Not that I can do anything about it, but I am sorry this summer has been so brutal. Gardening is, I can’t believe I’m going to say this….not fun right now! We’ve reminded you to take care of yourself in the heat. We’ve offered up plants for your garden that we know can handle the extreme temperatures, but we are ready for summer’s end as much as you are right now. Thank goodness for an often replenished supply of Powerade popsicles, or you’d be rolling your carts past our employees passed out on the ground!
The fact is, the fall gardening season is not that far away. The influx of our 2nd round of warm weather veggies already at the nursery is a sure sign. So… no matter how much you want to hang up your sun visor right now, there is still work in the garden to be done. You just might find yourself needing to do it in the wee morning hours or under a floodlight at night if we don’t get a break in temperatures soon!
Late Summer, Early Fall Garden Tips
Here’s a quick list of things you need to think about attending to in the late summer and early fall garden:
-Wait. Yes, wait. I’m including waiting in my list of things to do. Wait to plant trees, shrubs, and woody vines if you can. They will be much better off planted in cooler temperatures.
-Propagate some of your existing plants by air layering, root cuttings, or through water propagation. Search ‘propagating’ on our website, and look forward to some new videos on propagation next week.
-Ornamental grasses can be planted, but you will need to give them ample water to get established in the extreme heat. (Ornamental grasses really shine in the fall.)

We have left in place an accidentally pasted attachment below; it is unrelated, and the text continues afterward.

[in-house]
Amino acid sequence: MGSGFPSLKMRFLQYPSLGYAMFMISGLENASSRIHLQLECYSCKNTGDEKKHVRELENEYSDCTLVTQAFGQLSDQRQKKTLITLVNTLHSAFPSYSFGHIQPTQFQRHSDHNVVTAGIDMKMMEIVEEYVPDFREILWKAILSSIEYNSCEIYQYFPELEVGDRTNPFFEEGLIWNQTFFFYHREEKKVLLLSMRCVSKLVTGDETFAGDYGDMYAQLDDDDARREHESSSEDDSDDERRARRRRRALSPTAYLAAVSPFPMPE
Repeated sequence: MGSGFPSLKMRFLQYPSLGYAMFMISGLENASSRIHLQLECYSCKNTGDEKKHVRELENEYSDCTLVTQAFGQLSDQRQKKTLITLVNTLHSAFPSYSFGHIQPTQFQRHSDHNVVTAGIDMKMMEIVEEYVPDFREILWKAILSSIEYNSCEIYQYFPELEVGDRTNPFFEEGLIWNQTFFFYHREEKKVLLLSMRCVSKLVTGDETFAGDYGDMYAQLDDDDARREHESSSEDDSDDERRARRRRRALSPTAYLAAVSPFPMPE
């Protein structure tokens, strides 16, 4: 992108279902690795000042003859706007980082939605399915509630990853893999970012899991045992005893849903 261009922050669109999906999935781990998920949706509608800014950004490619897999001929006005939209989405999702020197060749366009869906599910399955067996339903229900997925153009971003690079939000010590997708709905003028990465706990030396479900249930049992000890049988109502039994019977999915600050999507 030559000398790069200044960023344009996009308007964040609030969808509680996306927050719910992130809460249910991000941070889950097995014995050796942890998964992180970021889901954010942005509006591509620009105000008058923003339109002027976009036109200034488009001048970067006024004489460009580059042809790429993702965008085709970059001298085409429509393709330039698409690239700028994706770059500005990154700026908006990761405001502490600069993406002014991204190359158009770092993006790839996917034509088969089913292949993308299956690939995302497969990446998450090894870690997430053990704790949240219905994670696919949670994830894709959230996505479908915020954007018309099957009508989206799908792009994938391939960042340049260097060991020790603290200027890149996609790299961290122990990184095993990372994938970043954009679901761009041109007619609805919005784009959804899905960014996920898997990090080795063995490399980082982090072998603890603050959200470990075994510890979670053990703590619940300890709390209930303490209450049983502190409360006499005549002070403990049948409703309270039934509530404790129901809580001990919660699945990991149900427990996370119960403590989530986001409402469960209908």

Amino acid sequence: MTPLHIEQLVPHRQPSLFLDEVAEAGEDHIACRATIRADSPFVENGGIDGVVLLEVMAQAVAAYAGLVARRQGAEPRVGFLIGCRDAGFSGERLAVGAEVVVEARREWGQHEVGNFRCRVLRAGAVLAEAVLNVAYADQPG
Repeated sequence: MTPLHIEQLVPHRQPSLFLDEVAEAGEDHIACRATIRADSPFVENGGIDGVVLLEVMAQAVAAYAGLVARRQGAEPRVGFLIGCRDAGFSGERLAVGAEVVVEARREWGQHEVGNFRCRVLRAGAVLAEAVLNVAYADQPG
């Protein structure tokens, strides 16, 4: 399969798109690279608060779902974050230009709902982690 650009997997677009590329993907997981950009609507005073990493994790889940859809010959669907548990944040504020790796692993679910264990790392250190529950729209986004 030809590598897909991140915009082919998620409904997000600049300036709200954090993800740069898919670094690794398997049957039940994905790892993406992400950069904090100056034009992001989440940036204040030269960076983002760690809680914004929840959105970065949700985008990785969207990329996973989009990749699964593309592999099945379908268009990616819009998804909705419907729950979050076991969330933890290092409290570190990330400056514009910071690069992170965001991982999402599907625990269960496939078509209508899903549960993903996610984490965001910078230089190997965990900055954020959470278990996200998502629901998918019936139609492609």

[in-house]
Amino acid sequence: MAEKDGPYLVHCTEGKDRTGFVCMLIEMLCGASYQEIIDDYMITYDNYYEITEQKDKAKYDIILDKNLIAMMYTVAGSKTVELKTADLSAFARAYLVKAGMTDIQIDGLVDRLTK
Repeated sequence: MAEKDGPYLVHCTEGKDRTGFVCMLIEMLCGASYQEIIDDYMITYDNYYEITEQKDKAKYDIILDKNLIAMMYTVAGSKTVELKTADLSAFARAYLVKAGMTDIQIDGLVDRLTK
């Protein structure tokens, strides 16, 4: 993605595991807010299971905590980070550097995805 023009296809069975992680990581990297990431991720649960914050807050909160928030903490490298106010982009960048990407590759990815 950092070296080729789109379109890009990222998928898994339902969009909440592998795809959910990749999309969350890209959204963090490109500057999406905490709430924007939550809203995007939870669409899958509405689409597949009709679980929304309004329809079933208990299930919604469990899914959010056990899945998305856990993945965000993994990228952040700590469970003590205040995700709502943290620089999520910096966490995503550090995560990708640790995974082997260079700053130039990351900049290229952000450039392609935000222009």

-Finish pruning vines like wisteria and Carolina Jessamine this month. They need time to grow and set buds to be ready to bloom in fall.
-You may get excited about planting late summer/early fall veggies in August and September, but don’t go overboard. You need to leave space for late fall/winter veggies that will be hot on their tail. PLAN your garden spaces. (Don’t forget many veggies are happy in containers too!)
-PLAN and RESEARCH trees and shrubs and evaluate the best areas to plant them in when October rolls around (best time to plant them in our city).
- It is super important to make note of their size at maturity..
- Check for well draining soil in the area you wish to plant in.
- Opt for trees that are native or well-adapted for our area for the best success.
- All this info concerning trees applies to shrubs as well.
-Continue Rescue Watering Rx for permanent landscape plants. They most likely still need it through this extreme summer.
-Mulch, Mulch, Mulch. Your garden needs it through summer and it’s going to need it through winter. (Mulch is a great thing to spend your Bonus Bucks on, by the way.)
-Prune overgrown roses to get them in shape for their fall blooming season. Top off bushes to about 2-3′ for hybrid teas and grandifloras. Get rid of all dead wood and any straggly growth. If you cut remaining canes just above a bud, so the cut is facing away from the center of the bush, you should be in good shape. Fertilize right after pruning. (Climbing roses, and some old heirloom roses generally bloom on previous summer’s growth, so they should have been pruned right after they bloomed in spring and early summer.)
-Focus on watering what perennials you have and PLAN the fall season. Just like trees and shrubs, these would be better planted in Sept, Oct, Nov. BUT…research and plan because we have a huge pollinator migration that comes through our city in October and blooming perennials offer an amazing source of nectar and host plants. See the link for inspiration.
- If you haven’t pruned back fall blooming perennials yet, don’t delay. Prune them back, about a 1/3 off the top, even if they have flowers on them. They’ll perform better for you in fall.
-This is an excellent time to evaluate your lawn. Do you want to spend another year fighting the shade of overgrown trees, or the chinch bugs that attack the areas where the sun beats down with no relief. What will you do differently next year? Nothing, if you don’t evaluate and make a plan! (Maybe look into the SAWS WaterSaving Landscape Coupon program where you can replace areas of turf with water-saving, Texas-tough plants.)
-Pinch or prune back leggy annuals, or tender perennials that are looking tired and ragged. Offer water and fertilizer right after pruning and you may get them to show you a burst of new life, fuller and prettier. Examples are: moss rose, pentas, vinca (periwinkles), coleus, angelonia, petunias, and more.
You ready? We can do this!
~The Happy Gardener, Lisa Mulroy